Single – Inter: UCC (R Byrne) 6:55.898. Club: Carlow (F O’Driscoll) 7:25.3.

Women

Eight – Novice: Queen’s 7:04.49. Jun: Enniskillen 6:30.75.

Pair – Senior: Skibbereen 7:17.18.

Sculling, Double – Inter: Skibbereen 7:09.09. Single – Senior: Cork BC (L Dilleen) 7:34.28. Club: Neptune (J Poh) 8:06.1. Jun: Coleraine GS (M Curry) 7:53.46.

Published in Rowing

#Rowing: Skibbereen won three of the four Division One titles on offer in the first session of finals at Cork Regattat at the National Rowing Centre. However, the final of the men’s pair belonged to David O’Malley and Shane Mulvaney of UCD. They raced well in the hot weather and finished well clear of Skibbereen’s Shane O’Driscoll and Mark O’Donovan.

Gary O’Donovan followed his brother Paul O’Donovan over the line in the men’s single sculls, while Denise Walsh got the better of Cork’s Lisa Dilleen in the women’s single.

The women’s pair was won by Aine McCarthy and Niamh Casey of Skibbereen.

Cork Regatta, National Rowing Centre (Selected Results)

Men

Eight – Div Two: Neptune (club two) 6:22.95; 4 Trinity (nov) 6:34.32; 5 Col Iognaid (jun 16) 6:35.63; 6 Shandon (jun 18B) 6:43.79.

Pair – Div One: 1 UCD (S Mulvaney, D O’Malley; sen) 6:53.31, 2 Skibbereen (M O’Donovan, S O’Driscoll; sen) 6:59.98, 3 Enniskillen (jun 18A) 7:06.75; 6 Cork A (inter) 7:23.68. B Final: 6 Neptune A (club one) 7:24.50.

Single Sculls: 1 Skibbereen (P O’Donovan; sen) 6:59.73. B Final: UCC (H Sutton; lwt) 7:20.63. C Final: 1 Shandon (E Gaffney; jun 18A) 7:28.92; 2 Queen’s (N Hull; inter) 7:29.86

Women

Pair – Div One: 1 Skibbereen (A McCarthy, N Casey; sen) 7:49.73; 4 Col Iognaid (Jun 18A) 8:07.86; Shandon (club one) 8:08.78. C Final: 4 Shandon (inter) 8:36.00.

Sculling, Quadruple – Div Two: 1 Cork A (club two) 7:50.05; 3 Carlow (jun 16) 8:03.97. B Final: Carlow (jun 18B) 8:13.43; 4 Queen’s (nov) 8:25.47.

Published in Rowing
Tagged under

#Rowing: Two NUIG crews made it through time trials on the first day of Henley Women’s Regatta and will compete on Saturday. In the Championship Eight, NUIG will take on Yale University (scheduled for 2.40), while the Development Coxed Four have been drawn to take on Aberdeen C at 2.04. Tribesmen were allowed only to compete in the time trial of the Championship Eight.

 Three Irish crews made their exits: UCD’s eight, the four from Queen’s University and Cork’s Boat Club’s Championship Double. Commercial’s Championship Lightweight Pair have a bye into the semi-final and go into action first on Sunday (10.20).  

Henley Women’s Regatta (Irish interest)

Friday

Championship Eight: NUIG made it through Time Trial.

Aspirational Academic Eight: Bath Univ/Bristol Univ bt UCD, 2 ½ l.

Aspirational Academic Four: Exeter Univ bt Queen’s A, nro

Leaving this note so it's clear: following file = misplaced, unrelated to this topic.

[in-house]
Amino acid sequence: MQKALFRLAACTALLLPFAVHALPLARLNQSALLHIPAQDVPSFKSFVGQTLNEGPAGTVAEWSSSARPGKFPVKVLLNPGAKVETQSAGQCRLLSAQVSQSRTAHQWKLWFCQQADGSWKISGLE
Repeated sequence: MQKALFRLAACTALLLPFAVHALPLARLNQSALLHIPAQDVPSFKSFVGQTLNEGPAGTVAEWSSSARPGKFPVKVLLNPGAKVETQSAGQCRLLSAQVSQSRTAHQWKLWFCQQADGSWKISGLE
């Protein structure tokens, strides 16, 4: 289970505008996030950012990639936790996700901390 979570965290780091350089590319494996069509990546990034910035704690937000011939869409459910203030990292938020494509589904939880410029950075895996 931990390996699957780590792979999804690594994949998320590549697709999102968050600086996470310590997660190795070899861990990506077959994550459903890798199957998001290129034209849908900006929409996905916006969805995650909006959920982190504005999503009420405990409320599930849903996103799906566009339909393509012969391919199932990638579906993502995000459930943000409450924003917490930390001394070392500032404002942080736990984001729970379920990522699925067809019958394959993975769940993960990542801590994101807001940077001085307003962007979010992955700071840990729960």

Development Coxed Four: NUIG made it through Time Trial.

Championship Doubles: Leander bt Cork A (C Deasy, J Rigothi) 4 ½ l.

Published in Rowing

#Angling - Scientists at the Marine Institute’s Fish Health Unit are conducting further testing on sample carp from The Lough and Belvelly in Cork after the recent outbreak of suspected carp edema virus.

The tests include sequencing of the viral DNA to confirm its identity, and until confirmed the current findings shall be regarded as preliminary, according to a statement from the Marine Institute.

Molecular tests for Koi Herpesvirus Disease (KHV), a listed disease under European Fish Health legislation, were negative for all fish sampled. Additional molecular tests for cyprinid herpesvirus (other than KHV) were also in progress as of yesterday, Thursday 17 May.

The gills and skin of the sampled fish revealed an extremely high infestation of trichodinid parasites along with a fungal infection. White spots on the scales were also microscopically examined but there was no evidence of Ichthyophthirius multifilius infection.

Virological screening for Spring Viraemia of Carp is still ongoing with no virus observed to date. Bacteriological tests have revealed no growth of bacteria.

“While we’ve identified the presence of CEV — known to cause koi sleepy disease — in all the samples tested to date at the Marine Institute, we are still carrying out further tests for confirmation of the cause of the carp mortalities at The Lough and Belvelly lake,” said Dr Neil Ruane from the Fish Health Unit.

Dr Jeff Fisher, director of marine environment and food safety service at the Marine Institute, added: “Though the ultimate cause of the introduction of the disease agent into the loughs cannot be determined from current information, the loss of significant numbers of carp in these two lakes highlights the need for vigilance among anglers and other recreational users of Irish waters in the cleaning of their equipment and gear thoroughly after use, and also for the need for fishery owners and members of the public to be aware of the potential risk of transferring fish that may carry disease into the wild, and to never release ornamental fish into lakes or rivers.

“We’re continuing to work closely with Inland Fisheries Ireland and Cork City Council, and the Cork Carp Anglers Club to determine the cause of this fish kill, contain the incident, and identify appropriate biosecurity measures for the future.”

More than 750 carp were lost in the outbreak at The Lough in Cork city centre earlier this month, with the Cork Carp Anglers Club estimating the cost of replacing even a fraction of this number at €200,000 or more.

Published in Angling

#Angling - The cost of replacing lost carp at The Lough in Cork city centre could be more than €200,000, according to the Irish Examiner.

Inland Fisheries Ireland responded to reports of a fish kill at the popular catch-and-release coarse angling venue on Friday 4 May.